GMHTP: Who on the design team should take the most credit for the SSR?Moss: Well, Ed Wellburn was the one that was the driving force on the SSR. We constructed the one you see over there. Our team actually built the first one. We're working in conjunction with other engineering teams, building the first real engineering prototype, but the design basically was dictated by Design Center. Ed Wellburn was the one that was really pushing it.

GMHTP: When was the last time you saw a concept vehicle generate this much interest from people at shows?Moss: Well, quite frankly, the last concept vehicle of that kind of nature was, if I need to say it, the PT Cruiser and the Dodge Viper, quite frankly. [Note: this interview ironically was conducted prior to the hiring of Bob Lutz as group vice president of product development.-Ed.]

GMHTP: What about GM?Moss: As far as GM? That's a tough one. That's a real tough one.

GMHTP: The Impala SS?Moss: Yeah, probably the Impala SS, but that's not really a ground-up concept vehicle like that. I'm just trying to think of an overall concept vehicle. Probably the biggest concept that had the biggest impact on the industry was, when did we do that thing in '91? The S10 Highlander. I don't know if you remember that vehicle. That was the first introduction of an access door to the extended cab. You know what happened after that, that started the "door wars," from pickup trucks to vans to everything else. It was probably one of the most significant concept car features. There's other features on that same vehicle that went into production. Look at the Avalanche. That vehicle had the drop-down glass and folding back of the cab, so what have you got, the same feature in the Avalanche. That particular concept vehicle went in two really distinct directions and had a really huge impact on the industry.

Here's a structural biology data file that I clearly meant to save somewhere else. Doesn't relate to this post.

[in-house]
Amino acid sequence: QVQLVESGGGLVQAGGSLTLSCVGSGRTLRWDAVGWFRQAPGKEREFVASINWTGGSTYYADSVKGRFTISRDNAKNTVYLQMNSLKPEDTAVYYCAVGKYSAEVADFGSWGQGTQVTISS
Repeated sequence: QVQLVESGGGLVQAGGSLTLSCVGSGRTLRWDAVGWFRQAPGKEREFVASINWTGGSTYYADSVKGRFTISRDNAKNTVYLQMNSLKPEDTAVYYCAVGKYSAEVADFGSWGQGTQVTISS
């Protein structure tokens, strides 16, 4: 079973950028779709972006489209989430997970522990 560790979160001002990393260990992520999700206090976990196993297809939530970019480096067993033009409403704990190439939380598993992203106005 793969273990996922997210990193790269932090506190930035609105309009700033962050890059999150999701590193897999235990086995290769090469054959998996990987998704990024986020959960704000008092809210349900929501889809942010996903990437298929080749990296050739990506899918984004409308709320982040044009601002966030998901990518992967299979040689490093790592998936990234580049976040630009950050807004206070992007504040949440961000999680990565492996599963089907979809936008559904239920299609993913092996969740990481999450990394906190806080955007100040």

GMHTP: We understand the SSR concept was developed in a fundamentally different way than a lot of the modern computer-generated concepts, like the GTO. Can you comment on the organic lines of the SSR?Moss: As far as how it came to being?

GMHTP: More like a traditional, full-scale clay model?Moss: I don't know where you found that, but yeah, there was some computer math design, but initially there was a full-scale foam of that thing. It was basically driven off the foam model. It was shown to the strategy board and the board of directors. They said, "Wow! This is pretty neat!" We took it to a couple of shows and "Wow! This is pretty neat!" It was decided to go forward with the concept car.

GMHTP: So there was no fundamentally different way about how that car came about?Moss: Not really, not that I know of. Maybe that's something you'd want to give Ed Wellburn a call on. He would be more versed in answering that than I. From where we took it on, the actual build, it was pretty much traditional, quite frankly. From full model to reality.